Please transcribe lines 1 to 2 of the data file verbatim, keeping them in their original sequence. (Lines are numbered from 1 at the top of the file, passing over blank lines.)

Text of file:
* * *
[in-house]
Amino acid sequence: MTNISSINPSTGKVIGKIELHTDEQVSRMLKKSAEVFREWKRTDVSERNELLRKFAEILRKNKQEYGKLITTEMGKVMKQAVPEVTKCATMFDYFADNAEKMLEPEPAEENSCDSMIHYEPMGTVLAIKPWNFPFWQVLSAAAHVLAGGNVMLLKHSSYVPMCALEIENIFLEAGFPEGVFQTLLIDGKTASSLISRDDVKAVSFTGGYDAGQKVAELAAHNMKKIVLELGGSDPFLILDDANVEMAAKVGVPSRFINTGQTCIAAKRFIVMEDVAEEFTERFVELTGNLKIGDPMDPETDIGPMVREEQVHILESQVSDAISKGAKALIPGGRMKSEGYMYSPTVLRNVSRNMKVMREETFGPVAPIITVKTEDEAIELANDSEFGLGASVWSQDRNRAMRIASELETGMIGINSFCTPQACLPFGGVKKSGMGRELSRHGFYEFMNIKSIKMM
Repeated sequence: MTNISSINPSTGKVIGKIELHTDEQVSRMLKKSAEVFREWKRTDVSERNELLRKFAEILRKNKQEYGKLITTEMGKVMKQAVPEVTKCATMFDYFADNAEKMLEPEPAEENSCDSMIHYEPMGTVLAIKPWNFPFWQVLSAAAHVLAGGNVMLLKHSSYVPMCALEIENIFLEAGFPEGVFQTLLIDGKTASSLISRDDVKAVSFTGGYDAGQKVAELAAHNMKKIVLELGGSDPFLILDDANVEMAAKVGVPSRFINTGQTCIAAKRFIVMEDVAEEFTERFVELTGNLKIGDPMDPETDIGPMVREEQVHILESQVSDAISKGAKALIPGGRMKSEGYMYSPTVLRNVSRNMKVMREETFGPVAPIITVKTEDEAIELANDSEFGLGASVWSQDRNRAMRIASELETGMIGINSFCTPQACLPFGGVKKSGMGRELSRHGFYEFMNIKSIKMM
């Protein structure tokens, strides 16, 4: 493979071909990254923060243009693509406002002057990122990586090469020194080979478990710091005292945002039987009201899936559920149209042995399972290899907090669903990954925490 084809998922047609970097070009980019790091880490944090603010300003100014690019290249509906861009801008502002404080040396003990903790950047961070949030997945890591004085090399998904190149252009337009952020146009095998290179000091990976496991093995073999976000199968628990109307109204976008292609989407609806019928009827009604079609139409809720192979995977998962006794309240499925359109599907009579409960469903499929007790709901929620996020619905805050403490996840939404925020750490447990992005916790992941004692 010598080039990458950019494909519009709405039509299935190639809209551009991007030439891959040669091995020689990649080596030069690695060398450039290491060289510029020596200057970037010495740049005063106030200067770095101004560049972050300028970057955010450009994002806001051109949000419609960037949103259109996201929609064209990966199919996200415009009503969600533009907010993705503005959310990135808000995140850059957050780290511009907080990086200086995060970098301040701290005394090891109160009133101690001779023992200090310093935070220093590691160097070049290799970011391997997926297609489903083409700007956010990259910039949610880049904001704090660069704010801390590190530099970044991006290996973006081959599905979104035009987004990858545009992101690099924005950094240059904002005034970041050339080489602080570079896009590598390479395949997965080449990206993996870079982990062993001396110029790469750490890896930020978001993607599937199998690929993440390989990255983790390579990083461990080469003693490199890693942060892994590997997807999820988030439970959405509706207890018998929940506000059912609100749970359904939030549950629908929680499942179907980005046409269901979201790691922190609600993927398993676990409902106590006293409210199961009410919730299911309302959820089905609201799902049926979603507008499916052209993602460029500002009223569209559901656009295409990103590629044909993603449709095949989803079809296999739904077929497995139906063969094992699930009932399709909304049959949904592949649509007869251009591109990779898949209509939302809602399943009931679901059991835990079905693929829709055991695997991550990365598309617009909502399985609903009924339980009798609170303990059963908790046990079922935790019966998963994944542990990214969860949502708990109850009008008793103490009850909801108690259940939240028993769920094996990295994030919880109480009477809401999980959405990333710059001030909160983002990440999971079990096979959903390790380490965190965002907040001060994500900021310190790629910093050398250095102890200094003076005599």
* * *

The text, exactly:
[in-house]
Amino acid sequence: MTNISSINPSTGKVIGKIELHTDEQVSRMLKKSAEVFREWKRTDVSERNELLRKFAEILRKNKQEYGKLITTEMGKVMKQAVPEVTKCATMFDYFADNAEKMLEPEPAEENSCDSMIHYEPMGTVLAIKPWNFPFWQVLSAAAHVLAGGNVMLLKHSSYVPMCALEIENIFLEAGFPEGVFQTLLIDGKTASSLISRDDVKAVSFTGGYDAGQKVAELAAHNMKKIVLELGGSDPFLILDDANVEMAAKVGVPSRFINTGQTCIAAKRFIVMEDVAEEFTERFVELTGNLKIGDPMDPETDIGPMVREEQVHILESQVSDAISKGAKALIPGGRMKSEGYMYSPTVLRNVSRNMKVMREETFGPVAPIITVKTEDEAIELANDSEFGLGASVWSQDRNRAMRIASELETGMIGINSFCTPQACLPFGGVKKSGMGRELSRHGFYEFMNIKSIKMM